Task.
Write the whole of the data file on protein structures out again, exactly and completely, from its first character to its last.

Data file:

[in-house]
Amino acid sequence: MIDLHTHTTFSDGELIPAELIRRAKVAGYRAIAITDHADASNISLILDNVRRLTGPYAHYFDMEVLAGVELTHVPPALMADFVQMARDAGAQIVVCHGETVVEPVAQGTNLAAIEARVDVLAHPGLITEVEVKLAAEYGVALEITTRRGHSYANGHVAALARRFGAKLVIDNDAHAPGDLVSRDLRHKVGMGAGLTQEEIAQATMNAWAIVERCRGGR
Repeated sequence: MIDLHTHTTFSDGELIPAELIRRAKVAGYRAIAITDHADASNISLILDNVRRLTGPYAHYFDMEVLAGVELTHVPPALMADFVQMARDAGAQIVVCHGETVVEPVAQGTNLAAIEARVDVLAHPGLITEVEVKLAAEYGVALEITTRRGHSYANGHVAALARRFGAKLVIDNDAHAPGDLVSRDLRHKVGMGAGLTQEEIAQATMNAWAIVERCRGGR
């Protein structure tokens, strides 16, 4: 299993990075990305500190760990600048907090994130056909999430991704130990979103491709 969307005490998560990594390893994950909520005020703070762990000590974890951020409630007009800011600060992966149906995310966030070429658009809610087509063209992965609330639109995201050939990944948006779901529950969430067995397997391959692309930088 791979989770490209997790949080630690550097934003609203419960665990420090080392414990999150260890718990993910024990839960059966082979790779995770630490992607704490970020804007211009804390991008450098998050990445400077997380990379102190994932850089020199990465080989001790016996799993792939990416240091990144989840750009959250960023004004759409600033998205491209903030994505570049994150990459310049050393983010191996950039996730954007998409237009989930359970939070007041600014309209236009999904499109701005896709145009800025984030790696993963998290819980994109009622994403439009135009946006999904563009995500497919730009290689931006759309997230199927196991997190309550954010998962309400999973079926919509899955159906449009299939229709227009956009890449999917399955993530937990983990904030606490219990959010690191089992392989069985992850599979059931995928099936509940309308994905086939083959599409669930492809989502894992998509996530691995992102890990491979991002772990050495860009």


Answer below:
[in-house]
Amino acid sequence: MIDLHTHTTFSDGELIPAELIRRAKVAGYRAIAITDHADASNISLILDNVRRLTGPYAHYFDMEVLAGVELTHVPPALMADFVQMARDAGAQIVVCHGETVVEPVAQGTNLAAIEARVDVLAHPGLITEVEVKLAAEYGVALEITTRRGHSYANGHVAALARRFGAKLVIDNDAHAPGDLVSRDLRHKVGMGAGLTQEEIAQATMNAWAIVERCRGGR
Repeated sequence: MIDLHTHTTFSDGELIPAELIRRAKVAGYRAIAITDHADASNISLILDNVRRLTGPYAHYFDMEVLAGVELTHVPPALMADFVQMARDAGAQIVVCHGETVVEPVAQGTNLAAIEARVDVLAHPGLITEVEVKLAAEYGVALEITTRRGHSYANGHVAALARRFGAKLVIDNDAHAPGDLVSRDLRHKVGMGAGLTQEEIAQATMNAWAIVERCRGGR
């Protein structure tokens, strides 16, 4: 299993990075990305500190760990600048907090994130056909999430991704130990979103491709 969307005490998560990594390893994950909520005020703070762990000590974890951020409630007009800011600060992966149906995310966030070429658009809610087509063209992965609330639109995201050939990944948006779901529950969430067995397997391959692309930088 791979989770490209997790949080630690550097934003609203419960665990420090080392414990999150260890718990993910024990839960059966082979790779995770630490992607704490970020804007211009804390991008450098998050990445400077997380990379102190994932850089020199990465080989001790016996799993792939990416240091990144989840750009959250960023004004759409600033998205491209903030994505570049994150990459310049050393983010191996950039996730954007998409237009989930359970939070007041600014309209236009999904499109701005896709145009800025984030790696993963998290819980994109009622994403439009135009946006999904563009995500497919730009290689931006759309997230199927196991997190309550954010998962309400999973079926919509899955159906449009299939229709227009956009890449999917399955993530937990983990904030606490219990959010690191089992392989069985992850599979059931995928099936509940309308994905086939083959599409669930492809989502894992998509996530691995992102890990491979991002772990050495860009």